What are the legal implications of marriage

What are the legal implications of marriage?

Getting married is a big milestone, and one of the most memorable days of your life. You like to make sure everything is perfect, from the outfits to the cake at the venue but, what about the legal aspects?

You can get caught up in the romance, and then the legal sides of marriage are easily forgotten. 

There are some important legal aspects you should take note of:

Your children

If you have children from a previous marriage or relationship, you need to decide on whether you are going to change their legal guardianship once you have gotten married. To change the name of a child under 16 years of age in Northern Ireland, consent must be given by all those with parental responsibility, including the child’s other biological parent. Only somebody who has parental responsibility for a child can change their name by Deed Poll. If the child is over 16 years of age, they apply for their Adult Deed Poll.


Money can be a bit of a taboo subject, but it’s extremely important. For convenience, a lot of couples tend to have a joint bank. This could have consequences if the marriage dissolved as both parties legally have equal rights to the contents, and both may want to access the contents. This could cause a lot of problems if each party believes they are owed more depending on the circumstances.

It is crucial when talking about marriage with your partner that you have an agreement in place with regards to your money situation, property ownership, and anything else of any value.

Prenuptial agreements

Most couples who marry tend to share their finances, but keeping it separate or having a prenuptial agreement in place could work out for better should a divorce ever happen.

Historically, in Northern Ireland, pre-nuptial agreements have not been enforceable on because they were contrary to public policymaking them void, but over the years there has been a shift in the approach of the courts. If contemplating entering into such an agreement, you should bear in mind the limitations of doing so.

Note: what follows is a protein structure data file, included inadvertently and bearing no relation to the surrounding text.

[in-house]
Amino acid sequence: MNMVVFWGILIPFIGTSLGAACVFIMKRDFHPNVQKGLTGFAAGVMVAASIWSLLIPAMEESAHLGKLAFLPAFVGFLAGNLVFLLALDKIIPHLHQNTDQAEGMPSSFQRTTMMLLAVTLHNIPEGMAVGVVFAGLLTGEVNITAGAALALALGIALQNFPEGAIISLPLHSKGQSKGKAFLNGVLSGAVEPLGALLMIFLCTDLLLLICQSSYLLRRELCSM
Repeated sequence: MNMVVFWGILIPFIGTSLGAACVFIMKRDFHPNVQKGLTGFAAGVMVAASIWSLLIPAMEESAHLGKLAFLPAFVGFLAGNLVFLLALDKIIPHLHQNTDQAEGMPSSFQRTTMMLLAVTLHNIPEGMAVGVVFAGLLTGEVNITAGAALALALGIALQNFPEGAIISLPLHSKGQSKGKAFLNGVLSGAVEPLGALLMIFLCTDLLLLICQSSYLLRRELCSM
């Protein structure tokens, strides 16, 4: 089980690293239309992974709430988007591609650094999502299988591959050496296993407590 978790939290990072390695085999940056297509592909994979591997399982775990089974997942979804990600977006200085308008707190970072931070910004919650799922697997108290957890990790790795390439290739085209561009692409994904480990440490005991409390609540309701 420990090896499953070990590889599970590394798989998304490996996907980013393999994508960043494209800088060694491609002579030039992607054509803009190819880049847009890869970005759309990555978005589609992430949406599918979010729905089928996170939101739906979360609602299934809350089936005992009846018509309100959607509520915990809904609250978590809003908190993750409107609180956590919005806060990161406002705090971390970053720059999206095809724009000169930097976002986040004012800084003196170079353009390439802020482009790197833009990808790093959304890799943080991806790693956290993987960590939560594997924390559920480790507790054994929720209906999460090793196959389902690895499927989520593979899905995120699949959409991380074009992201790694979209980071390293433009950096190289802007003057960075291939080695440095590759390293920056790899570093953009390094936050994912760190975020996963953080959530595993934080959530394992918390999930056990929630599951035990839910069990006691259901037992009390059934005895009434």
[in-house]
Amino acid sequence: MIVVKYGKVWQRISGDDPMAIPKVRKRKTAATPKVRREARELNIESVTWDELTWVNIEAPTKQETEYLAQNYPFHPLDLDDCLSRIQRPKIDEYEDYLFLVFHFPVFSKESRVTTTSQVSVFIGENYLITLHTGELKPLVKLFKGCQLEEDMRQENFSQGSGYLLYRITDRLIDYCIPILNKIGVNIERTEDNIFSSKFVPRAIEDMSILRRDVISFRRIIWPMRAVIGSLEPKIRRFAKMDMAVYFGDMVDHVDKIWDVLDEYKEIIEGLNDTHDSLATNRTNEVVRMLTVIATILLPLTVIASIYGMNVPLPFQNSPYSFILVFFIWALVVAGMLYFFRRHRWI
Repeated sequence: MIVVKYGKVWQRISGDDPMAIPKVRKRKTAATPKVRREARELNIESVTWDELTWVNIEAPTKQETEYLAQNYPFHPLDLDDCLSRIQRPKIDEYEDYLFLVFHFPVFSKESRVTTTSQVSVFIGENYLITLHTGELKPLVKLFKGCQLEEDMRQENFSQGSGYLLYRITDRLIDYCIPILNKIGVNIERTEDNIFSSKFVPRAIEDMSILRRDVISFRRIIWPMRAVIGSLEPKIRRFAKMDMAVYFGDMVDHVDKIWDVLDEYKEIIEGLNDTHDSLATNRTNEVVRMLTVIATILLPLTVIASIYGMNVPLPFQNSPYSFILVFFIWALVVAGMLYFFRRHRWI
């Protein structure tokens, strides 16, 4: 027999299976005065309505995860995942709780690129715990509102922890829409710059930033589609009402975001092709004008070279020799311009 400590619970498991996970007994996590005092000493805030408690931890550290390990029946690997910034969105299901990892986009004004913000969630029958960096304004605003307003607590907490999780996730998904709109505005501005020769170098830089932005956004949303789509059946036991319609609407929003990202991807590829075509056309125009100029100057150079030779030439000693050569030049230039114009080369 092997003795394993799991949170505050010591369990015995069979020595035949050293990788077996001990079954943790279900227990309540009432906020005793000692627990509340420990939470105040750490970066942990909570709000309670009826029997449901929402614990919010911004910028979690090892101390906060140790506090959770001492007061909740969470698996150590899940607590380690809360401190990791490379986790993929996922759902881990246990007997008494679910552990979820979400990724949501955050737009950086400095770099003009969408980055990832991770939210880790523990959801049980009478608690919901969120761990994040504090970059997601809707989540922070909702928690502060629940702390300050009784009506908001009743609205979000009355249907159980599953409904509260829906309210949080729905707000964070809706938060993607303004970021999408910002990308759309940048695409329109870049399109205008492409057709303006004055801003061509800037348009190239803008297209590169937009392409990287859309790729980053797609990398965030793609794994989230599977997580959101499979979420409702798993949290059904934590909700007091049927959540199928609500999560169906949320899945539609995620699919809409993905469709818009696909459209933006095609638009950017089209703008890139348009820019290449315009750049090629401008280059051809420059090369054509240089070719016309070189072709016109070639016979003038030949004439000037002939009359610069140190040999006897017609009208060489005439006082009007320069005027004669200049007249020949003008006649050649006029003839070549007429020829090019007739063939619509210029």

If you decide to proceed with a prenuptial agreement or challenge one, it is highly advisable to take separate and independent legal advice.

Changing your name

Since it is traditional, a woman changing her surname to match that of her husband does not need to be changed by deed poll, though you will have to check with certain organisations, for example, banks or the DVLA NI, on what they require for the name to become official.

You can record a change of name with the General Register Office for Northern Ireland (GRONI).


There are a few benefits to thinking about your pension with your wedding. Once married, you get new rights with your state pension and can legally change the nominated beneficiary to your partner on your private pension.

Your will

Again, this might sound quite unromantic, but is something that you need to factor in when you get married. It often makes sense for newlyweds to have something legally binding in place to cover their spouse for the future. Married couples or civil partners may leave everything to one partner and be exempt from inheritance tax, but this needs to be stipulated to avoid contesting the will.

If you would like to receive advice related to the legalities surrounding marriage in Northern Ireland, please contact H McPartland & Sons today. 

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